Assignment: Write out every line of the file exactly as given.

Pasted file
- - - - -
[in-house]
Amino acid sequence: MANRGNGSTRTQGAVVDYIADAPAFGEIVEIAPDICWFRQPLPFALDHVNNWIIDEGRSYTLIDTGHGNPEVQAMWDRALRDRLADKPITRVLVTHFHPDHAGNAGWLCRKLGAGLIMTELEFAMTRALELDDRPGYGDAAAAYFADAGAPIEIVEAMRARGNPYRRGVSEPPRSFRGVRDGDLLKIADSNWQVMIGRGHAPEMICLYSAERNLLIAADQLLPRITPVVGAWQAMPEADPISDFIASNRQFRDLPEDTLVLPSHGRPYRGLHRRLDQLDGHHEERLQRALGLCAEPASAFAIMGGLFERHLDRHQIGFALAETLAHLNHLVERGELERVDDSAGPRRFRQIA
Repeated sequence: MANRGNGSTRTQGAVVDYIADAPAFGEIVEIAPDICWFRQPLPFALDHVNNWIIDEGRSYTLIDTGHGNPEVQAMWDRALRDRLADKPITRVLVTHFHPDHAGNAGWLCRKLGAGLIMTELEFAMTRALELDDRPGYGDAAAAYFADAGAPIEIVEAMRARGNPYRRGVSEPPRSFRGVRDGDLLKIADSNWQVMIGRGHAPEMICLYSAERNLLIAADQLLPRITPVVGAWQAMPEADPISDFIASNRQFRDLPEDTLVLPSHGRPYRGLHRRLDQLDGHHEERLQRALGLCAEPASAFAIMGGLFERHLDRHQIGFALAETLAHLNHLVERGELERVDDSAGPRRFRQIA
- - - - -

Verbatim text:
[in-house]
Amino acid sequence: MANRGNGSTRTQGAVVDYIADAPAFGEIVEIAPDICWFRQPLPFALDHVNNWIIDEGRSYTLIDTGHGNPEVQAMWDRALRDRLADKPITRVLVTHFHPDHAGNAGWLCRKLGAGLIMTELEFAMTRALELDDRPGYGDAAAAYFADAGAPIEIVEAMRARGNPYRRGVSEPPRSFRGVRDGDLLKIADSNWQVMIGRGHAPEMICLYSAERNLLIAADQLLPRITPVVGAWQAMPEADPISDFIASNRQFRDLPEDTLVLPSHGRPYRGLHRRLDQLDGHHEERLQRALGLCAEPASAFAIMGGLFERHLDRHQIGFALAETLAHLNHLVERGELERVDDSAGPRRFRQIA
Repeated sequence: MANRGNGSTRTQGAVVDYIADAPAFGEIVEIAPDICWFRQPLPFALDHVNNWIIDEGRSYTLIDTGHGNPEVQAMWDRALRDRLADKPITRVLVTHFHPDHAGNAGWLCRKLGAGLIMTELEFAMTRALELDDRPGYGDAAAAYFADAGAPIEIVEAMRARGNPYRRGVSEPPRSFRGVRDGDLLKIADSNWQVMIGRGHAPEMICLYSAERNLLIAADQLLPRITPVVGAWQAMPEADPISDFIASNRQFRDLPEDTLVLPSHGRPYRGLHRRLDQLDGHHEERLQRALGLCAEPASAFAIMGGLFERHLDRHQIGFALAETLAHLNHLVERGELERVDDSAGPRRFRQIA